Saturday, October 29, 2005

Odds and Ends

Just the discussion that got started at the Moo Diaries, I was reminded of all the short stories I have read in school. I really do not know of any short story books.
Let me correct that, I do know several different authors who have written short stories
Jeffery Archer and RK Narayan but I will save another blog post for them.
But I do not of any books which compile the stories I read at school. We used to have a
this supplementary text books (sometimes titled Read for pleasure!) which gave a good peek into the world of meaningful fiction.
After all its important to talk about those stories which influenced me as a child.

So here is a post dedicated them, few authors I can recall, few I cannot, but all stories that stay imprinted in my memory forever.

I think we had several short ones by O' Henry in our textbook. The one I remember most clearly was The Last Leaf (also cause we did a play based on the story as a part of our English class). Its a simple, touching story which reminds me yet again how life and death is so very often just a matter of belief, faith!

Then there was this about a sniper (my memory fails here as I cannot remember if it was prose or poem) who lies in wait for his enemy. He has to kill to live.... only to find the man he killed is his own brother separated from him by the civil war !!

There were a few by Saki ( H.H.Munro). The one I remember was a ghost story, which fasicnated me so much that I had read it
off my brother's textbook way before when he was reading it in his class. For someone who is has always been scared of dark and ghosts it was a quite horrifying!

Then we had a piece from the play by George Bernard Shaw, the lesson was titled 'Dont call out or Ill Shoot' except that wasn't the plays name. A few or my classmates performed the whole play putting it into more context . Online search tells me the play was titled Arms and the Man. Its a simple tale of love and concealed identities.

The google search also reminds me that I read Pygmalion which of course was made into a Broadway play and then a movie ( My Fair lady. Again a classic.

(to be continued as and when I remember more)


Blogger littlecow said...

I loved the sniper story (for pretty much the same reasons I am hooked to movies which have snipers in them!) - it was a prose. How about the Gunga Ram story which was highly rediculous (first lesson in class XI)? One of my friends (Shanku) drew a picture of Gunga Ram (with his sricharanam et al) to answer a deep question posed for our quarterly exam and of course, he was rediculed for an entire year by our dear teacher!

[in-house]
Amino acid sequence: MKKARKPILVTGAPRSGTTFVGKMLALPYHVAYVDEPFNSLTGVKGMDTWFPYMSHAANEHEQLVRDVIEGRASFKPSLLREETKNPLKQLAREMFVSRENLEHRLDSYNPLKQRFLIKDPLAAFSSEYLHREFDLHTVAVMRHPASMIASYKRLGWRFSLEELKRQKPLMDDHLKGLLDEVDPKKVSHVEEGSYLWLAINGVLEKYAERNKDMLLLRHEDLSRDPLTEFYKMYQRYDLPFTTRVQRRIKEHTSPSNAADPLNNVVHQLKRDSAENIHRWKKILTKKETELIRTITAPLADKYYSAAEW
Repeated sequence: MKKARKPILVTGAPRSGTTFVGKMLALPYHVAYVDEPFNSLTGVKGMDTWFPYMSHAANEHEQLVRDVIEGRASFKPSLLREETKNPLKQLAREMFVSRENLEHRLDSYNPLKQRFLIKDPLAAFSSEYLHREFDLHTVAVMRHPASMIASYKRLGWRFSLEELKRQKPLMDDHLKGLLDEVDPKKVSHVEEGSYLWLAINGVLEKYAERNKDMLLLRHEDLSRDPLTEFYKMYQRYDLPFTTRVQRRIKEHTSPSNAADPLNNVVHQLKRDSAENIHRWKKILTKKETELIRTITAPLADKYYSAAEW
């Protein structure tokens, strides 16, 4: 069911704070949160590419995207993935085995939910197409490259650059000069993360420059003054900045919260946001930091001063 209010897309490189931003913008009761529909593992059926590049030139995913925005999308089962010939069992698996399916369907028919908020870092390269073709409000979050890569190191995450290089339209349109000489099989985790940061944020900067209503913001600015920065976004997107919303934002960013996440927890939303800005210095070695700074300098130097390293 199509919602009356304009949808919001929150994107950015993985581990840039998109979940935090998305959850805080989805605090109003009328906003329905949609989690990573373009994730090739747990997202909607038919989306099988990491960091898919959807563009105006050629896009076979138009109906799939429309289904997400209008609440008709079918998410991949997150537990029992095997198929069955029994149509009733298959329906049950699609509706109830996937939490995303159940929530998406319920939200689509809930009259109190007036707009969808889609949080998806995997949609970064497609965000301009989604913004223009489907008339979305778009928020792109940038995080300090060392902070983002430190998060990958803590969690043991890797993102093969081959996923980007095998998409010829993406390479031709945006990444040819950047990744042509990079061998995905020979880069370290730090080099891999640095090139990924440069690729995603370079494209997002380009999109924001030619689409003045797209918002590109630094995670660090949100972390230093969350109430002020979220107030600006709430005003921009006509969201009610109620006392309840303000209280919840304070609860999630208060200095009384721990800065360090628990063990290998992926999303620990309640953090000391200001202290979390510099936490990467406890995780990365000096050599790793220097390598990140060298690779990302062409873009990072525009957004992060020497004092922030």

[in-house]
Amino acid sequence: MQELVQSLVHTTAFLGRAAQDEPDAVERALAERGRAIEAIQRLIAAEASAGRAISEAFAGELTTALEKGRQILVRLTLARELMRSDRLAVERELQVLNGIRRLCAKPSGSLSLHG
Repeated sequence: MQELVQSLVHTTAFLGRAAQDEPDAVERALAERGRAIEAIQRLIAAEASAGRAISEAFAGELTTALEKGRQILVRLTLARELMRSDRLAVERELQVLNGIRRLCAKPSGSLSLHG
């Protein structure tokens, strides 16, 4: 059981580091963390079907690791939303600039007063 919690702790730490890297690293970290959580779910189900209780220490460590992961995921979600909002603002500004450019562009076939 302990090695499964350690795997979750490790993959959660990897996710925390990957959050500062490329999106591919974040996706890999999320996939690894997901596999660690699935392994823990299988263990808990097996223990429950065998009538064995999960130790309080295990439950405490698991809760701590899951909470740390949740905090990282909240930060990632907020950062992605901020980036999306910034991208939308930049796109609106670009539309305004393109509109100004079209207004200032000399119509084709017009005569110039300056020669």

10:56 AM  
Blogger ligne said...

Arre I cannot recall the Gunga Ram story now but am sure that picture must have amused your teacher a lot:) The one lesson I will remember for life is Kutchu and his glasses.

11:44 AM  
Blogger Bdeshini said...

This entry takes me back . . .

I don't remember Gunga Ram but I do remember Shooting an Elephant (Orwell), the last act of the Importance of Being Earnest (Wilde) and Nehru's speech (I must have been a nerd).

I also recall reading a story in 10th grade about a man on a boat or someone stranded on an island (yes, that's vague). I also vaguely remember the Tribute . . .

It is amazing how the stories you read when you are little can colour your mind forever (without you even remembering them clearly).

1:59 PM  
Blogger ligne said...

@bdeshini: I have to check out those stories you talk about now :) Also, thanks for the reminder on Orwell how could I forget 1984!
I have seen the movie version of Importance of Being Earnest.. quite funny actually !

5:15 PM  
Blogger atma_tripta said...

Indeed, the stories left an indelible imprint. Is the story 'tribute' about two in village and the other in a city?
And is the story by Saki...titled 'face less man' or something like that where the chief protagonist is a school principal and goes through a woody patch to confirm the villagers belief of a faceless man(ghost!) there.
Ligne: must remember kutchu and his glasses: would be useful for you at it seems! :))

6:32 PM  
Blogger ligne said...

@AT ya the one by Saki is hte faceless man one. As far as Kutchu and his glasses goes,..:)

7:21 PM  
Blogger lenscrafter said...

'Arms and the man' is a great play. Had a chance to see it live a few weeks back. Brought back memories from school.

12:29 AM  
Blogger ligne said...

@lenscrafter: We had to perform plays as a part of english class in school. And my classmates did a good job with Arms and the man. Unfortunately I know longer remember what the story was, only that I enjoyed it then :)

10:30 AM  

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